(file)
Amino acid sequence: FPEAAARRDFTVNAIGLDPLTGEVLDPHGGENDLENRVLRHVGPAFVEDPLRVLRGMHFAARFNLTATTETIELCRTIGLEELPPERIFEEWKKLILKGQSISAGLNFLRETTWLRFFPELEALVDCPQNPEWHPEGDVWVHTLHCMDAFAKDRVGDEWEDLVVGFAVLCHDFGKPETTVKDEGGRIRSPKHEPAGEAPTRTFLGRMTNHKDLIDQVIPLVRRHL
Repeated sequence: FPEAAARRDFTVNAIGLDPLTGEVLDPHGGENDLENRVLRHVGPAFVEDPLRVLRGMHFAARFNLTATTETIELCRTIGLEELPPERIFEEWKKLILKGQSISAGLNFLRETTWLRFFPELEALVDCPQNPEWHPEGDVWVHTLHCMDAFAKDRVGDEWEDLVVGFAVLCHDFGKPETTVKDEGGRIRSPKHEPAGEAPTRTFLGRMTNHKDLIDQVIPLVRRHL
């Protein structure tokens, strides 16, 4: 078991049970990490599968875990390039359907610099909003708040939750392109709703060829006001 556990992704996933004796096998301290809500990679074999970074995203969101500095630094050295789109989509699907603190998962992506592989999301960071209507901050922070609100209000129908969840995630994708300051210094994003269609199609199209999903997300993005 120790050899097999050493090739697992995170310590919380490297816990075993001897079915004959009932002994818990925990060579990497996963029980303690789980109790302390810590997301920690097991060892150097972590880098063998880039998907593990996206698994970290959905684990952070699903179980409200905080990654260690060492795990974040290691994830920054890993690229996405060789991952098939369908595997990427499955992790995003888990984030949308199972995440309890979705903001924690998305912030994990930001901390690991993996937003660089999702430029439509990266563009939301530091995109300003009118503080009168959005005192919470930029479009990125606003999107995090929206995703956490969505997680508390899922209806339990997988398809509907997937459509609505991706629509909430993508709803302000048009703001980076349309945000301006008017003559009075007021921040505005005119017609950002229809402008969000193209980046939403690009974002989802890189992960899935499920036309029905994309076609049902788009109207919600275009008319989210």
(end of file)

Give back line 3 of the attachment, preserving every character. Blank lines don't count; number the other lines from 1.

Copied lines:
């Protein structure tokens, strides 16, 4: 078991049970990490599968875990390039359907610099909003708040939750392109709703060829006001 556990992704996933004796096998301290809500990679074999970074995203969101500095630094050295789109989509699907603190998962992506592989999301960071209507901050922070609100209000129908969840995630994708300051210094994003269609199609199209999903997300993005 120790050899097999050493090739697992995170310590919380490297816990075993001897079915004959009932002994818990925990060579990497996963029980303690789980109790302390810590997301920690097991060892150097972590880098063998880039998907593990996206698994970290959905684990952070699903179980409200905080990654260690060492795990974040290691994830920054890993690229996405060789991952098939369908595997990427499955992790995003888990984030949308199972995440309890979705903001924690998305912030994990930001901390690991993996937003660089999702430029439509990266563009939301530091995109300003009118503080009168959005005192919470930029479009990125606003999107995090929206995703956490969505997680508390899922209806339990997988398809509907997937459509609505991706629509909430993508709803302000048009703001980076349309945000301006008017003559009075007021921040505005005119017609950002229809402008969000193209980046939403690009974002989802890189992960899935499920036309029905994309076609049902788009109207919600275009008319989210």